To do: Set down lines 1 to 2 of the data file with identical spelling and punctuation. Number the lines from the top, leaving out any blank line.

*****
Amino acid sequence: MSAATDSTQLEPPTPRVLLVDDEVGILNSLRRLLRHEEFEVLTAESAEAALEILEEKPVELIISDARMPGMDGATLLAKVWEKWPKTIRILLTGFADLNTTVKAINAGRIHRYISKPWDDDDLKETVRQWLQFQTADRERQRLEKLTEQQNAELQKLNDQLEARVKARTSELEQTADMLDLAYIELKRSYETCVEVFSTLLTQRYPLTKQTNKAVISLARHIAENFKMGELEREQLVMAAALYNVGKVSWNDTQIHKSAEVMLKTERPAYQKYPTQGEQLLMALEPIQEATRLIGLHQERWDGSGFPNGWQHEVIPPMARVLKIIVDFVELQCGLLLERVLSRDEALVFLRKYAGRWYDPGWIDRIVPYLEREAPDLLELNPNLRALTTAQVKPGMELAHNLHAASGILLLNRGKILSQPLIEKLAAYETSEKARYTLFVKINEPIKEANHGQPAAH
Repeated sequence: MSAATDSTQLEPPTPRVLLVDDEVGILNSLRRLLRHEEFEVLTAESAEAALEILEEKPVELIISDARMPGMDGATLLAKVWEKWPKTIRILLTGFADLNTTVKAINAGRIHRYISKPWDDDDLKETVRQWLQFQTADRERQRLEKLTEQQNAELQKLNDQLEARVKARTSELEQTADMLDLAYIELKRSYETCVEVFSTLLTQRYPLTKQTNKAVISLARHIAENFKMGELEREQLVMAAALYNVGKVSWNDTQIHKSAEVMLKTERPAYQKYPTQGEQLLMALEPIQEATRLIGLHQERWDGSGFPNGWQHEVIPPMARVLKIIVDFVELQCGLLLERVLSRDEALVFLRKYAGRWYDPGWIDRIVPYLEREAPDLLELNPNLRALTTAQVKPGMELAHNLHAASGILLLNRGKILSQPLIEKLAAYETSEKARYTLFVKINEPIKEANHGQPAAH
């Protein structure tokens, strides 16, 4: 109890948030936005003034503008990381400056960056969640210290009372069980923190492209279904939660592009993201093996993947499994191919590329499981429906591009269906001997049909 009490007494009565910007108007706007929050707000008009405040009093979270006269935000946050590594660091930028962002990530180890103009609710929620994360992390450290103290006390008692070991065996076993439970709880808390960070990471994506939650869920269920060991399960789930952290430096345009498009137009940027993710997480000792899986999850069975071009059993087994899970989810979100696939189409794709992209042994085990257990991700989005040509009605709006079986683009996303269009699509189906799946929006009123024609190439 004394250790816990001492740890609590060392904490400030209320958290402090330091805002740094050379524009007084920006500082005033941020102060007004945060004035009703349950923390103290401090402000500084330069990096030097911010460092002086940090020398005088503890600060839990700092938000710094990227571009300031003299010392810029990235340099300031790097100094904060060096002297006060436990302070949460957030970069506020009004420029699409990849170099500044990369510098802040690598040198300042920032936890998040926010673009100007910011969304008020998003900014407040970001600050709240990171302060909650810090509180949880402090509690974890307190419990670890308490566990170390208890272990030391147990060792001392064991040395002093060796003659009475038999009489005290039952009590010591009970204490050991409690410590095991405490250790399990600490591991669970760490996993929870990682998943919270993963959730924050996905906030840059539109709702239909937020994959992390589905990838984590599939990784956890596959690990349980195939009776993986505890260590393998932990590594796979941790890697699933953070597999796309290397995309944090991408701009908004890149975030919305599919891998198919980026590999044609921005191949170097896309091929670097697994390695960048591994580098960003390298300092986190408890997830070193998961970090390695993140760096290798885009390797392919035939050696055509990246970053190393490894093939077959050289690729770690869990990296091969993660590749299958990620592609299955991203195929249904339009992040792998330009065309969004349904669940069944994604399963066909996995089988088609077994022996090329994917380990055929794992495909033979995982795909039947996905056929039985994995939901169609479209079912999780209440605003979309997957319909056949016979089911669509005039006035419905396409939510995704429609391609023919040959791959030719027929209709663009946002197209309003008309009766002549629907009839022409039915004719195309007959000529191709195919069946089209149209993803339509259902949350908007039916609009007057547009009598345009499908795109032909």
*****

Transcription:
Amino acid sequence: MSAATDSTQLEPPTPRVLLVDDEVGILNSLRRLLRHEEFEVLTAESAEAALEILEEKPVELIISDARMPGMDGATLLAKVWEKWPKTIRILLTGFADLNTTVKAINAGRIHRYISKPWDDDDLKETVRQWLQFQTADRERQRLEKLTEQQNAELQKLNDQLEARVKARTSELEQTADMLDLAYIELKRSYETCVEVFSTLLTQRYPLTKQTNKAVISLARHIAENFKMGELEREQLVMAAALYNVGKVSWNDTQIHKSAEVMLKTERPAYQKYPTQGEQLLMALEPIQEATRLIGLHQERWDGSGFPNGWQHEVIPPMARVLKIIVDFVELQCGLLLERVLSRDEALVFLRKYAGRWYDPGWIDRIVPYLEREAPDLLELNPNLRALTTAQVKPGMELAHNLHAASGILLLNRGKILSQPLIEKLAAYETSEKARYTLFVKINEPIKEANHGQPAAH
Repeated sequence: MSAATDSTQLEPPTPRVLLVDDEVGILNSLRRLLRHEEFEVLTAESAEAALEILEEKPVELIISDARMPGMDGATLLAKVWEKWPKTIRILLTGFADLNTTVKAINAGRIHRYISKPWDDDDLKETVRQWLQFQTADRERQRLEKLTEQQNAELQKLNDQLEARVKARTSELEQTADMLDLAYIELKRSYETCVEVFSTLLTQRYPLTKQTNKAVISLARHIAENFKMGELEREQLVMAAALYNVGKVSWNDTQIHKSAEVMLKTERPAYQKYPTQGEQLLMALEPIQEATRLIGLHQERWDGSGFPNGWQHEVIPPMARVLKIIVDFVELQCGLLLERVLSRDEALVFLRKYAGRWYDPGWIDRIVPYLEREAPDLLELNPNLRALTTAQVKPGMELAHNLHAASGILLLNRGKILSQPLIEKLAAYETSEKARYTLFVKINEPIKEANHGQPAAH